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Manipur Burns

By Biswajyoti Das

09 August, 2004

For a background read
The Merciless Killing of Thangiam Manorama

IMPHAL: At least 30 people were injured in fresh clashes on Sunday between demonstrators and security forces in India's troubled Manipur state, where people have taken to the streets against an anti-terror law.

Manipur, a remote northeastern state known as the Land of Jewels, has been simmering for nearly a month with hundreds of people demanding the withdrawal of the Armed Forces Special Powers Act, which gives sweeping powers to security forces.

The armed forces say they need the act, giving them special powers to kill and arrest suspected rebels, to fight separatists in the state, one of seven in the revolt-racked northeast.

Anger against the security forces has been running deep in Manipur for months, but things came to a head after soldiers picked up a 30-year-old woman, Thangjam Manorama, from her house. Activists in the state say she was raped and then shot to death on the night of July 10, because she was a suspected separatist. Security force officials deny that.

"There was growing public anger against security forces since early this year because at least 20 innocent people were killed on mere suspicion of being militants," Laishom Ibomcha, a lawmaker, told Reuters in the state capital, Imphal.

"Finally, people could no longer tolerate Manorama's cold-blooded murder as women are held in high esteem."

After about a month of violent protests, hospitals in Imphal are packed with hundreds of injured people, mostly women and students, with bullet wounds, fractures and burns from skirmishes with police for violating a curfew.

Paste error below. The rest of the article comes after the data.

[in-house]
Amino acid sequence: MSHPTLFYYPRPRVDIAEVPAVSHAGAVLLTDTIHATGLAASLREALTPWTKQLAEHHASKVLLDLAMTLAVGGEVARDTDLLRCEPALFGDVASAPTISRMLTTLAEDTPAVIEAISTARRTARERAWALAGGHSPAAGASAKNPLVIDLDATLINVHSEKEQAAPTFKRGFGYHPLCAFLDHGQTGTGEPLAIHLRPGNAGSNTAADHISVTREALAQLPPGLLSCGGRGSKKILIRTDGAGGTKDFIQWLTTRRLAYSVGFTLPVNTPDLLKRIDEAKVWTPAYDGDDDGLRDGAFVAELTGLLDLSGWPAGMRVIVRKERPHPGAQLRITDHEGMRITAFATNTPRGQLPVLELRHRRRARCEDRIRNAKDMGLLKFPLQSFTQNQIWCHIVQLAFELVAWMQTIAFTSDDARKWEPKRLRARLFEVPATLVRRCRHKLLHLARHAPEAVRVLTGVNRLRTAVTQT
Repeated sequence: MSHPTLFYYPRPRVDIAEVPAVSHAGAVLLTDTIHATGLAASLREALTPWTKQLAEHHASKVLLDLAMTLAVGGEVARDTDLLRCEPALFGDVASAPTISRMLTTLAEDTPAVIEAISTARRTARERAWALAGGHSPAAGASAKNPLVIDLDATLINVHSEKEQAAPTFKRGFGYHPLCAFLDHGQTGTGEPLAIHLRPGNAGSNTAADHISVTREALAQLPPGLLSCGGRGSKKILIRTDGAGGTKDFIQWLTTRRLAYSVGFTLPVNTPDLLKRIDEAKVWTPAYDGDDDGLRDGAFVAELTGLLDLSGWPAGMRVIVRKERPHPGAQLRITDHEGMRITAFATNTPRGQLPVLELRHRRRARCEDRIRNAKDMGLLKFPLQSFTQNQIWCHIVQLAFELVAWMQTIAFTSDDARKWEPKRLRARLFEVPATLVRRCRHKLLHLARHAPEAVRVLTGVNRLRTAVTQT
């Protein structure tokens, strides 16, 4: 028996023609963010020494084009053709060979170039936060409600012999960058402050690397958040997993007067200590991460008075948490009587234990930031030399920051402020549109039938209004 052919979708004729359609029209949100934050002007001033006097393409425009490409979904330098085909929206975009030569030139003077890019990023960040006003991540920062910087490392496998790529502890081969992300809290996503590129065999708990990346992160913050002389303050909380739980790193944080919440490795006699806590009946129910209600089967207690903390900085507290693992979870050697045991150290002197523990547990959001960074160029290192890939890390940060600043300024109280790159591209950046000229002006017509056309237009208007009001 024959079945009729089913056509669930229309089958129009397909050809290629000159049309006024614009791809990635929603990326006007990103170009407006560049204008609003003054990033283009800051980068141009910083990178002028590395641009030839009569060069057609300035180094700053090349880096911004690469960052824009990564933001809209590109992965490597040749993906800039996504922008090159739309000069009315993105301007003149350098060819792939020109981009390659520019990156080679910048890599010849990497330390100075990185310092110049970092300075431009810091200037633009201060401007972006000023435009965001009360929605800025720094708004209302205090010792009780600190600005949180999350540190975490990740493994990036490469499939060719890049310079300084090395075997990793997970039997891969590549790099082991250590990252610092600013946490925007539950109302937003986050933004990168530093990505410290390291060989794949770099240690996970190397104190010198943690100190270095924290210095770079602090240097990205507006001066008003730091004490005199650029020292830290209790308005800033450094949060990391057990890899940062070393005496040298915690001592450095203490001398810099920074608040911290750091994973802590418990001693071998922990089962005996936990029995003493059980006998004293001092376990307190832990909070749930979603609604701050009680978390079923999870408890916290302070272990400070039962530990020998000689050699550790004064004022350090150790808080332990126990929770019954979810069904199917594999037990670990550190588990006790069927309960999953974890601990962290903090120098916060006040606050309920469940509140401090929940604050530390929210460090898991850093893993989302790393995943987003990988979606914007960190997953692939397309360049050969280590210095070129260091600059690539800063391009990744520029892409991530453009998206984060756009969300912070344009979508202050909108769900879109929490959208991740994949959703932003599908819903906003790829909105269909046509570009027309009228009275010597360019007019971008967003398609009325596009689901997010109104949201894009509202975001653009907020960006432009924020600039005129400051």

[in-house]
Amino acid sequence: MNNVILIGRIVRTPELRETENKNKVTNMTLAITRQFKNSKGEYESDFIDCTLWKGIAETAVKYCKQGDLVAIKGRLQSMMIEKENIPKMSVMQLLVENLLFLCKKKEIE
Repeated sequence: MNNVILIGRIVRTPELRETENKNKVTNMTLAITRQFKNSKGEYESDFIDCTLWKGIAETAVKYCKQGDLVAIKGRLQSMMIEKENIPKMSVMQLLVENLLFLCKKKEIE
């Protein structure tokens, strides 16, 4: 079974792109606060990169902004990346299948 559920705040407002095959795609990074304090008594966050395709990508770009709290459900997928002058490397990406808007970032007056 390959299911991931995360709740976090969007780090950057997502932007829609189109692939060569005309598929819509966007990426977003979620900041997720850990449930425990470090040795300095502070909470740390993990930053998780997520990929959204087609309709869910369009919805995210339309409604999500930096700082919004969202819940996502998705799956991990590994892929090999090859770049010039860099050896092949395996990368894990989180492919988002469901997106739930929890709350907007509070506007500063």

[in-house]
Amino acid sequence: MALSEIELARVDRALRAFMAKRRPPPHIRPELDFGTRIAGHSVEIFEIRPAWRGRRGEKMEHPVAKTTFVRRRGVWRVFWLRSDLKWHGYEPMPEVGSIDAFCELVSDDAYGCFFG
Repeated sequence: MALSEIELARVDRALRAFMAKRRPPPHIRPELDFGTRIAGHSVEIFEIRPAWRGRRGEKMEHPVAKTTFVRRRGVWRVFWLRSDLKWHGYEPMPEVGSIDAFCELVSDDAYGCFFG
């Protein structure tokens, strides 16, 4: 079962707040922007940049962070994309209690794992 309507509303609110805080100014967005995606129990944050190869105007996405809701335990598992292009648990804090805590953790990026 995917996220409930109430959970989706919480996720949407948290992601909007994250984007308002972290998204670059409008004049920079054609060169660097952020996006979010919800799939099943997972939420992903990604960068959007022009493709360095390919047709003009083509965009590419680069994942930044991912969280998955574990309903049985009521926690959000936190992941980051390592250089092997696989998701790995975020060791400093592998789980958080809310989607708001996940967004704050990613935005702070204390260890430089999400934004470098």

Armoured vehicles patrol city streets while heavily armed soldiers and commandos in black bandanas walk through lush green paddy fields to keep a watch on rebel hideouts inside thick forests in the surrounding cloud-covered hills.

Formerly a Hindu kingdom, Manipur was once a part of Myanmar. It became a princely state under British rule and joined India in 1949, when Manipuris say their king was forced to sign a merger pact by New Delhi.

More than 20 armed groups have been battling for freedom in Manipur for years, accusing the federal government of neglecting their economy and ignoring the welfare of people in the tiny state. Troops were sent to Manipur in 1980 to control the revolt.

"We always feel Indian politicians deliberately discriminate against us racially, politically, economically and socially," said R.K. Anand, a leading lawyer in Manipur.

"Many key issues of the region have not found a place in any discussions in parliament and the rulers in Delhi have always ignored the grievances of people of the region."

The anti-terror law is in force in seven northeastern states, also known as the seven sisters, which have been torn by separatist insurgencies for decades. More than 10,000 people have died in three decades of violence in Manipur alone.

"The law helped security forces contain the insurgency. We can't be left without any powers against the insurgents," said a military officer, who did not want to be identified.

In Manipur, womens' groups complained they felt insecure both inside and outside their homes because the law gave sweeping powers to soldiers to search their homes for guerrillas.

P. Santikumari, president of the Macha Leima, a powerful womens' group, said forces regularly committed crimes against women in remote areas but most incidents were not reported.

"We feel unsafe in Manipur because the act protects security personnel who unleash atrocities against women and young girls."

For a back ground of the incidents read

The Merciless Killing of Thangiam Manorama






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